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WHO Expert Meeting on Evaluation of Traditional Chinese Medicine in the Treatment of COVID-19

Following a high-level policy dialogue between the Director-General of World Health Organization (WHO) and China’s National Administration of Traditional Chinese Medicine (NATCM) in Geneva on 17 January 2022, WHO decided to convene a meeting of experts to evaluate the role of Traditional Chinese Medicine (TCM) in the treatment of COVID-19. The subsequent Expert Meeting on Evaluation of Traditional Chinese Medicine in the Treatment of COVID-19 was held virtually from 28 February to 02 March 2022.

The 21 international experts from the six WHO regions included members of the WHO Expert Advisory Panel, representatives of WHO collaborating centers, members of the WHO International Regulatory Cooperation for Herbal Medicines (IRCH), and members of the China Academy of Chinese Medical Sciences. Technical staff from WHO headquarters, regional and country offices also attended the meeting.

This meeting report describes the discussion among the experts and the consensus reached reviewing three reports on traditional Chinese medicine and COVID-19 provided by national expert groups in China and 12 randomized controlled trials (RCTs) which had been registered and published as well.

Key findings of the Expert Meeting

  • The experts agreed that the evidence evaluation reports applied appropriate and rigorous methodology to determine the current level of clinical evidence and safety of the studied TCM interventions used in the trials.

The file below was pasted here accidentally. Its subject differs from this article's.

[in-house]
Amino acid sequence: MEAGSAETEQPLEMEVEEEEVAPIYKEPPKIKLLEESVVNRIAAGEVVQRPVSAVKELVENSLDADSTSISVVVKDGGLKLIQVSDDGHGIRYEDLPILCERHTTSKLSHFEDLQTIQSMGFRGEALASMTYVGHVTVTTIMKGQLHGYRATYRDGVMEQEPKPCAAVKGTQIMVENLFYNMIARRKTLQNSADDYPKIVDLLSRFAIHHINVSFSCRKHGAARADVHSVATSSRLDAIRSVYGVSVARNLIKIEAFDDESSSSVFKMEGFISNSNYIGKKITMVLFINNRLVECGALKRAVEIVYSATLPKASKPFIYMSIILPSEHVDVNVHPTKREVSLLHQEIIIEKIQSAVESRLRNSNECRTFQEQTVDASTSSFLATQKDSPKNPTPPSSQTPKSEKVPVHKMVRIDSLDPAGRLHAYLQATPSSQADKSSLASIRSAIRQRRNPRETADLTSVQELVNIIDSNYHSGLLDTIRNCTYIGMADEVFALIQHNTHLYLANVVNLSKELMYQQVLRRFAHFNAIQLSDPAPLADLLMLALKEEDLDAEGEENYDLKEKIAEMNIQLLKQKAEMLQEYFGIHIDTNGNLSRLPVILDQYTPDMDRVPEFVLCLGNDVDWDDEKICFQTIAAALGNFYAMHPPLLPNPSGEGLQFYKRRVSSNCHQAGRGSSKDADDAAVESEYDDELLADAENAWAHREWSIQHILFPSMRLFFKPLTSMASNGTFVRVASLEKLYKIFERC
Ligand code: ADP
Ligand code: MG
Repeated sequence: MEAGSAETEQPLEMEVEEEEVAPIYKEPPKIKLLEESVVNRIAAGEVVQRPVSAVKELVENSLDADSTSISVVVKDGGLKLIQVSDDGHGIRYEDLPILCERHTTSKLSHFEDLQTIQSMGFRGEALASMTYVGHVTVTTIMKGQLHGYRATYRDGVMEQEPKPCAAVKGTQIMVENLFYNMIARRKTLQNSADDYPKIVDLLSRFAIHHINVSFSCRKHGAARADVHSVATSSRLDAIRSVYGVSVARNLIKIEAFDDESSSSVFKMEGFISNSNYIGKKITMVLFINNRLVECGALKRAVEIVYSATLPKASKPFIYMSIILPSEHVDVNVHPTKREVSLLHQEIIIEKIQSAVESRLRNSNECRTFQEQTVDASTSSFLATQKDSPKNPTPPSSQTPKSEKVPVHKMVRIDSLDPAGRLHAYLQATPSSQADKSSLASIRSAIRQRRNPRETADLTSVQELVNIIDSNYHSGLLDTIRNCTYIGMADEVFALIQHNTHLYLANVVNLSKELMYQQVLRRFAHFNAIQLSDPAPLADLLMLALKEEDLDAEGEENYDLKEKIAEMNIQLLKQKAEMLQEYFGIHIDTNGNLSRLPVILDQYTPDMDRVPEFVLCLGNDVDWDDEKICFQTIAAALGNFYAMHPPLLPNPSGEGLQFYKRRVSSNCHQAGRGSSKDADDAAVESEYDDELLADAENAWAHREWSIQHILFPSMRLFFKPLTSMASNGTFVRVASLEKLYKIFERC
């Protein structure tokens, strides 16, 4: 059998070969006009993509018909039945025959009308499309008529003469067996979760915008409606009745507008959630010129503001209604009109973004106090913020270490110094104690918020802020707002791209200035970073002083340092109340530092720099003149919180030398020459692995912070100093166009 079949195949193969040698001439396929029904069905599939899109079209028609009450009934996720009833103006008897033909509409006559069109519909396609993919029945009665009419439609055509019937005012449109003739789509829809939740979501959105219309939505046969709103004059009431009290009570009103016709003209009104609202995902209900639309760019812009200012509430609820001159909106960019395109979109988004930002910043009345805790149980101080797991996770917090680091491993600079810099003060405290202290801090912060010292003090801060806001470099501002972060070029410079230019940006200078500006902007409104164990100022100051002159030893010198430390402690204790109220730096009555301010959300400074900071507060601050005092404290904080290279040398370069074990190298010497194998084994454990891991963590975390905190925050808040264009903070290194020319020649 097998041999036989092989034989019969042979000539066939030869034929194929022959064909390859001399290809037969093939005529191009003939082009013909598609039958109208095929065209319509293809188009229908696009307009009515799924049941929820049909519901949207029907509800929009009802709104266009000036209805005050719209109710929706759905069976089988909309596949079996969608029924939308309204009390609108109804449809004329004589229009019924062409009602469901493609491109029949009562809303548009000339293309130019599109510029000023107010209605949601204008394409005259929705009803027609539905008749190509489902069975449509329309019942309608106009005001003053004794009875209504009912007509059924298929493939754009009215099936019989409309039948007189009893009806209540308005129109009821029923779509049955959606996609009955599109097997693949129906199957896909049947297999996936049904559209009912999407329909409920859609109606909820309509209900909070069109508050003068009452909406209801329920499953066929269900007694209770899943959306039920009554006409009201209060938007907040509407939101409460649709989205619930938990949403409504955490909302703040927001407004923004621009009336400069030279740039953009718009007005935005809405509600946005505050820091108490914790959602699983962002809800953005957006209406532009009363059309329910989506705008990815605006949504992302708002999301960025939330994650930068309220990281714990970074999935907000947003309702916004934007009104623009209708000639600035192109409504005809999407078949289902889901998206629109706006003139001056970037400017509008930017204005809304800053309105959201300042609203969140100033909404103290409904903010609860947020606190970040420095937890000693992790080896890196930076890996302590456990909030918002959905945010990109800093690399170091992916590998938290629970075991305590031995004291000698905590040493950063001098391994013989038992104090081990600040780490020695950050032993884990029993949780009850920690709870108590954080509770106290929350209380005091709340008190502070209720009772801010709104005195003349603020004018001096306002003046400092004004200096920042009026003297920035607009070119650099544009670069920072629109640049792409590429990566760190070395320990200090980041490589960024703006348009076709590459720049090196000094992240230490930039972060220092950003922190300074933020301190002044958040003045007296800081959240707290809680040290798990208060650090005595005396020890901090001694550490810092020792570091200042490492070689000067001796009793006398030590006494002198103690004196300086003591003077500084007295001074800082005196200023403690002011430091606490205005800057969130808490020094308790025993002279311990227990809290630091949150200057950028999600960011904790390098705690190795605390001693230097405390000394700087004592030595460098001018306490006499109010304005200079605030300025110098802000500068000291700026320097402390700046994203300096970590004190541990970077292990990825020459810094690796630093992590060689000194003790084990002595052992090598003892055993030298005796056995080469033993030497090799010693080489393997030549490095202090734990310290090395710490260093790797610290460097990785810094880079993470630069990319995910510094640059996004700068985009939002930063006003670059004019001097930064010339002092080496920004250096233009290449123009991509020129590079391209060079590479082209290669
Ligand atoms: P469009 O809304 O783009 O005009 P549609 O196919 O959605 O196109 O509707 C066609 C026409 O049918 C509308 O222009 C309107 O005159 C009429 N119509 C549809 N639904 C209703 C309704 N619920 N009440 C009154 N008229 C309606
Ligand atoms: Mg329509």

• The experts acknowledged that the included trials involved heterogeneous settings and various types of patients and outcome measures.

  • In addition to routine treatment, the results from the studied TCMs suggest that, on the basis of clinically relevant outcome measures, the studied TCMs are beneficial in the treatment of COVID-19, particularly in mild-to-moderate cases.

  • There are promising data to suggest that TCM is beneficial in reducing the risk of progression from mild-to-moderate cases to severe COVID-19.

  • The evidence on the benefit of TCM injection for severe cases is limited, and further evaluation is critically needed. • For mild-to-moderate cases, there is encouraging evidence that the studied TCMs, when administered as add-on interventions to conventional treatment, may shorten the time for viral clearance, resolution of clinical symptoms and length of hospital stay when compared to conventional treatment alone.

  • The results of the TCM trials do not substantiate the use of any specific plant species outside the general TCM framework in the context of COVID-19.

  • The studied TCM interventions given in addition to conventional treatment were well tolerated and have a safety profile that is comparable to that of conventional treatment alone.

  • There is encouraging evidence that early application of TCM may result in better clinical outcomes for patients with mild-to-moderate COVID-19.

  • Despite inherent limitations, the results from the selected RCTs justify further investments in clinical trials to evaluate the potential benefits of selected TCMs in the management of COVID-19.


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